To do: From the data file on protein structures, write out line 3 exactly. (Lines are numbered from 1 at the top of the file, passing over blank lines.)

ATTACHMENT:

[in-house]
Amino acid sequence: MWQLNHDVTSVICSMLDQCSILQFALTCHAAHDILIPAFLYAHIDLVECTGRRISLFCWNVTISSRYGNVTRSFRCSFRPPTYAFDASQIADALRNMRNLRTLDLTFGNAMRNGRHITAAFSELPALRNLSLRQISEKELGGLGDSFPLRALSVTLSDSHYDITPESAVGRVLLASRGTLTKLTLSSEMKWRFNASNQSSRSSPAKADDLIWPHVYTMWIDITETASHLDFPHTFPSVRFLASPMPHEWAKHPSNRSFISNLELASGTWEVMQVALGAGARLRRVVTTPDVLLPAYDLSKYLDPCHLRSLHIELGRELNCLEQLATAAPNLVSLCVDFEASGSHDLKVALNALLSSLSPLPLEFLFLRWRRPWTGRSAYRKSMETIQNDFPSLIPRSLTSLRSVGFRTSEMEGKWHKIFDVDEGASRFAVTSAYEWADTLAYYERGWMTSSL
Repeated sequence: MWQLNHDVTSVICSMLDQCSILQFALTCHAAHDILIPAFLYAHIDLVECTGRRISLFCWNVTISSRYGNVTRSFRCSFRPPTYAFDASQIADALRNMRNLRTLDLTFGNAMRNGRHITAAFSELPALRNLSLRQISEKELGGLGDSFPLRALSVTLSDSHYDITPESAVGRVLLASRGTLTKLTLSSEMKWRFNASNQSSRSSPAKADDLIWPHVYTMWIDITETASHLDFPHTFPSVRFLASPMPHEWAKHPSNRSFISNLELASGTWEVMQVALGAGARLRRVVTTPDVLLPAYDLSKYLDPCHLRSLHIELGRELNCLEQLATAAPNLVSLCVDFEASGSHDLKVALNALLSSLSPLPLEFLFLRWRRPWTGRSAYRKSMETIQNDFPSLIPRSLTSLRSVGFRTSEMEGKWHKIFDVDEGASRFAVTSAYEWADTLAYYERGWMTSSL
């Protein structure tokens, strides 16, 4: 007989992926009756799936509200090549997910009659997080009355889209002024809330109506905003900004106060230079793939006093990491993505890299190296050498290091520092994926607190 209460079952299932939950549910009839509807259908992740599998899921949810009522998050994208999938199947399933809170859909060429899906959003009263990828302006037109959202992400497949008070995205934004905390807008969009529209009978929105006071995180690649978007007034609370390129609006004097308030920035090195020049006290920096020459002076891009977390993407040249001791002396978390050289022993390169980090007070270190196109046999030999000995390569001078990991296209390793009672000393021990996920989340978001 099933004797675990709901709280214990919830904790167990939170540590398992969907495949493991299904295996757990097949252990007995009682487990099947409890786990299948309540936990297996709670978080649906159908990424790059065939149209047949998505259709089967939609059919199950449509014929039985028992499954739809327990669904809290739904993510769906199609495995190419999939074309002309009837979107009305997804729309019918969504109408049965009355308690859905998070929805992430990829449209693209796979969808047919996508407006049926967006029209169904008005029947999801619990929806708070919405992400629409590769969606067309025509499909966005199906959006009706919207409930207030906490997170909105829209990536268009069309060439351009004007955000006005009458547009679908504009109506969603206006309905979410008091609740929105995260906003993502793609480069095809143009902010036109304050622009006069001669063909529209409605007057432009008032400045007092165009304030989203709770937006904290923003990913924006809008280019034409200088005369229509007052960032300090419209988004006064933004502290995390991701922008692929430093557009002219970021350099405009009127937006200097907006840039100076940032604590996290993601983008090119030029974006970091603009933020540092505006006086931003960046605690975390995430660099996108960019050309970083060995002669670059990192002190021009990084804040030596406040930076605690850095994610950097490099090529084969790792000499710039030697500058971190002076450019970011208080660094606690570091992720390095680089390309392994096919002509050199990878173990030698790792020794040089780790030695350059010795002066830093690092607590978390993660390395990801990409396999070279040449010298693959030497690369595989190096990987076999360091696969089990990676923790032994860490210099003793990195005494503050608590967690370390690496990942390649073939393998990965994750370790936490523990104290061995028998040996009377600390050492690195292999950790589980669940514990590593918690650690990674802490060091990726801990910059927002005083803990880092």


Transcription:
Repeated sequence: MWQLNHDVTSVICSMLDQCSILQFALTCHAAHDILIPAFLYAHIDLVECTGRRISLFCWNVTISSRYGNVTRSFRCSFRPPTYAFDASQIADALRNMRNLRTLDLTFGNAMRNGRHITAAFSELPALRNLSLRQISEKELGGLGDSFPLRALSVTLSDSHYDITPESAVGRVLLASRGTLTKLTLSSEMKWRFNASNQSSRSSPAKADDLIWPHVYTMWIDITETASHLDFPHTFPSVRFLASPMPHEWAKHPSNRSFISNLELASGTWEVMQVALGAGARLRRVVTTPDVLLPAYDLSKYLDPCHLRSLHIELGRELNCLEQLATAAPNLVSLCVDFEASGSHDLKVALNALLSSLSPLPLEFLFLRWRRPWTGRSAYRKSMETIQNDFPSLIPRSLTSLRSVGFRTSEMEGKWHKIFDVDEGASRFAVTSAYEWADTLAYYERGWMTSSL